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Here’s What 2021’s Activity Means for the Gov Tech Market

Last year saw an immense change in both the stature and intensity of the government technology ecosystem. Jeff Cook, an investment adviser in the market, takes a run through the numbers and examines what they mean.

A bunch of $100 bills.
2021 was one for the record books and set new high water marks for deal activity, in terms of the number of transactions, the total dollar amount of transaction volume and valuation multiples. Q4 2021 was yet another strong quarter that capped off a record-setting year for the gov tech market. Our internal data suggests Q4 transaction volume of approximately $2.4 billion in Q4 2021 versus $2.1 billion in Q3 2021.

We believe that a few years from now we will look at 2021 as the year that gov tech moved from niche to mainstream and established itself as one of the most important markets in technology broadly. While it was a record year in the market — approximately $14 billion in transaction volume — we believe that the gov tech market is still in the early innings and that the activity we saw in 2021 will pale in comparison as we look to the years ahead.

Why do we say that? Consider the following:

  • To put the $14 billion in 2021 transaction value in context, it’s a small fraction of the more than $1 trillion of transaction volume for technology globally in 2021, according to 451 Research. This is despite state and local spending being one of the largest segments of the U.S. economy at about 11 percent of gross domestic product
  • Almost every pitch deck we see cites the industry-famous statistic that only one-third of the market is using modern systems, with the remaining two-thirds being served by either legacy homegrown systems or manual processes. There are still massive amounts of opportunities to be captured.
  • The market is still hugely fragmented. Every segment of the market has the capacity to create a few $1 billion-plus businesses, but very few market segments have those companies today. That creates a large number of opportunities to create tomorrow’s market leaders. Despite how big the market is, there are comparatively few $1 billion-plus valued businesses that exist in the market relative to other markets in technology. There is no doubt in our minds that the number of those “unicorns” will continue to emerge through both organic growth and market consolidation as tomorrow’s market leaders are established.
  • Across the market, businesses are doing very well. While strong revenue and client retention has always been a hallmark of a gov tech business, many businesses are growing at rates that we have not seen in years past. Gov tech businesses have strong financial KPIs (generally stronger than their counterparts in other industries), which in turn is attracting strong investor interest.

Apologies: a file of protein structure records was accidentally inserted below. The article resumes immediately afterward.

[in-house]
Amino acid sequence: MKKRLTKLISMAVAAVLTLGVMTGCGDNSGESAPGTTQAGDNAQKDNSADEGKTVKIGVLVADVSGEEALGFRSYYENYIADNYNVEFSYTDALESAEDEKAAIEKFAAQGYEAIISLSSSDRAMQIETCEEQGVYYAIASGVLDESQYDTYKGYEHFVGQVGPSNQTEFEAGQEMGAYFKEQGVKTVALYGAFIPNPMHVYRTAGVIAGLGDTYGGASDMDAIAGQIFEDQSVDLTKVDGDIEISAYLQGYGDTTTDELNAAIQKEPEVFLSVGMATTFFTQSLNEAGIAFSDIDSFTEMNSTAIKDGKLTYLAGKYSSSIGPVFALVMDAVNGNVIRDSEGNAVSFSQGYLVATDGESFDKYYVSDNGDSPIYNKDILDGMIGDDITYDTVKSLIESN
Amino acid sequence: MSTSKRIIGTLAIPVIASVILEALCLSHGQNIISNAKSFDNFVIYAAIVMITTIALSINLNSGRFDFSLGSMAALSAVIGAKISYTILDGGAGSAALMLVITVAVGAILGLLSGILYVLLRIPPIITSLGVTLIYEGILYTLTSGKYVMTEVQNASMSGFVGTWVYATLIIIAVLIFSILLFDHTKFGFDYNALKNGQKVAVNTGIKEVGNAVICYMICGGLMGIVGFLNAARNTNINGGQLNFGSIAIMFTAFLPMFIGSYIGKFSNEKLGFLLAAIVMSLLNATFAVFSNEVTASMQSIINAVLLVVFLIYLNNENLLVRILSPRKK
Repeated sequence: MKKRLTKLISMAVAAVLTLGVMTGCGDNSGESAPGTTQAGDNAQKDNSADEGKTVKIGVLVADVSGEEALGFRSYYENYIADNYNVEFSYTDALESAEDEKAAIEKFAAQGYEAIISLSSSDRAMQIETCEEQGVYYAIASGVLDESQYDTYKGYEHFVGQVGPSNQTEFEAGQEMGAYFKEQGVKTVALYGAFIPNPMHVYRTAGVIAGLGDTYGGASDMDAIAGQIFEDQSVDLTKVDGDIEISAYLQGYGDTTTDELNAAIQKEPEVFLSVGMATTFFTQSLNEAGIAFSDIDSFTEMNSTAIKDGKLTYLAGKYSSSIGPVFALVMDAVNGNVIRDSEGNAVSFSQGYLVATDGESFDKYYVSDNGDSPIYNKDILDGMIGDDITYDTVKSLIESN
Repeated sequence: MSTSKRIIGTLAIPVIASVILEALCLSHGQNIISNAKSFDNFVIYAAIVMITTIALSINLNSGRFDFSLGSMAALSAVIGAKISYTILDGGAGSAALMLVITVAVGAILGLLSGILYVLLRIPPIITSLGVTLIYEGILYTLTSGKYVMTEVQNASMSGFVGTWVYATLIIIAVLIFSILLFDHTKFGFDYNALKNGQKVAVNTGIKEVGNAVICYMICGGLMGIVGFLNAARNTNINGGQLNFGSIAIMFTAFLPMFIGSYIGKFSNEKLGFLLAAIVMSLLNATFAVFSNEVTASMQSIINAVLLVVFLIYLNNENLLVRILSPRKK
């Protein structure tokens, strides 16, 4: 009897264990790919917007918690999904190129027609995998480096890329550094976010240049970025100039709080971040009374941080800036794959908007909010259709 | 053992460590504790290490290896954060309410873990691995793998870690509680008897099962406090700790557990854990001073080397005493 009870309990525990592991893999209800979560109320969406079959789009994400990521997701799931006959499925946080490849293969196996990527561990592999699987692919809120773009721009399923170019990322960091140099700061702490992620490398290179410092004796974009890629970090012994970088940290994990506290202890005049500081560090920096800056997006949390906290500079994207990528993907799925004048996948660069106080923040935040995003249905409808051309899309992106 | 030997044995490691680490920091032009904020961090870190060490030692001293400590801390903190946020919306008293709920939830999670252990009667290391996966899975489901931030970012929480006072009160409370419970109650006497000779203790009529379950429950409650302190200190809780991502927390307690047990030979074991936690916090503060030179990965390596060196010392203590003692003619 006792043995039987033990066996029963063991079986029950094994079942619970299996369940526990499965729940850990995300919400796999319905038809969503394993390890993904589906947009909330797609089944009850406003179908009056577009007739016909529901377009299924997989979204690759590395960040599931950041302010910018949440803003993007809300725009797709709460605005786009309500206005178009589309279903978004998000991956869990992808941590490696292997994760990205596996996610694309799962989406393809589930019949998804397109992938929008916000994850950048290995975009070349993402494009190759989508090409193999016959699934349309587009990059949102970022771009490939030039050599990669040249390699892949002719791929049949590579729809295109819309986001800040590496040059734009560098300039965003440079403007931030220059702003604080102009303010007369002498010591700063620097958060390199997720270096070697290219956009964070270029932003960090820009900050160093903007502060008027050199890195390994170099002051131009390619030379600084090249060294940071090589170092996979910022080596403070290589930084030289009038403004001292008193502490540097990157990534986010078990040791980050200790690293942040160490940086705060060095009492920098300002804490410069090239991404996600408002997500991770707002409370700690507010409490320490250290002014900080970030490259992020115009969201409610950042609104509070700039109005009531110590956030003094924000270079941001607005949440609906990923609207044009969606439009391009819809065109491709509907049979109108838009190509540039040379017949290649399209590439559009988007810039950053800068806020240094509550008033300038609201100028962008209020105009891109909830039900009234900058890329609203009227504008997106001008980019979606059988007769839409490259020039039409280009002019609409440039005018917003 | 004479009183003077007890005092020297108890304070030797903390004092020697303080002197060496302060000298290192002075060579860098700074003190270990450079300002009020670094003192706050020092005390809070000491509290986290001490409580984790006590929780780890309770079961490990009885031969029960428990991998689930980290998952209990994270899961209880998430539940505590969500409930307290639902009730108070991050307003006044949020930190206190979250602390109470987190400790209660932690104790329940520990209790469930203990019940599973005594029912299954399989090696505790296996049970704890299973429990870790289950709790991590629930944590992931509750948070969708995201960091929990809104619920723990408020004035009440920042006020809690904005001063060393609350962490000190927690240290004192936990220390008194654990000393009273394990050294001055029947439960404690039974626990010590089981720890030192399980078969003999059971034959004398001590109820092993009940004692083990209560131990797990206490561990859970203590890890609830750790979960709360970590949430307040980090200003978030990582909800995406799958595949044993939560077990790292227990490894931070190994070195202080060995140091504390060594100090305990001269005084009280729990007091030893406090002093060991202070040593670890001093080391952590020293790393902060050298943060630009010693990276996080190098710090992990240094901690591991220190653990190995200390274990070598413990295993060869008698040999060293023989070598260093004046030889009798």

• We have never seen as much investor interest in the market as we have in 2021 — internally, we track the number of active investors in the market across all stages (both with active investments and those pursuing an investment thesis in the market), and those numbers continue to grow year on year, with significant growth in 2021.
  • Importantly, the growth in capital formation at the early stages of the market (gov tech-focused startup accelerators, seed, and Series A funding) has catalyzed a wave of company formation across the market.
  • The ranks of experienced operators are growing, providing much-needed talent and advisory for the next generation of companies. Scaling gov tech businesses brings a unique set of challenges, and the number of experienced managers who are looking for the next growth-stage business is increasing, in part due to the growing number of exits.
  • Gov tech has become a growth market. It’s in part because of strong demand for digital transformation that has accelerated dramatically since the pandemic, but it has also been enabled by purpose-built-for-government, modern SaaS solutions that are easy to procure and deploy (captured well in a recent Government Technology article). This has resulted in a rising number of high-growth businesses that are attracting growth capital from investment firms that have historically ignored the gov tech market due to perceived limitations on growth.

When taken all together, it suggests a huge market that is vibrant, poised for continued growth, and will continue to attract more and more capital. As we look to 2022, we expect another highly active year, though perhaps not at the same transaction volume as 2021. That said, in the years ahead we believe we’ll look at 2021 as a drop in the bucket relative to what we believe activity will look like in the medium to long term. From a transaction perspective, we believe we’ll see a lot of what defined 2021 — strong private equity investment, continued consolidation and large strategic transactions — but likely stronger growth in venture capital and growth equity investments and even potentially a few IPOs. But make no mistake, the gov tech market changed for the better in 2021 and we have never been more excited about what is ahead.
Jeff Cook is a managing director at Shea & Co., an investment bank that has advised in more than 20 gov tech deals (investments and exits) in the past 5 years.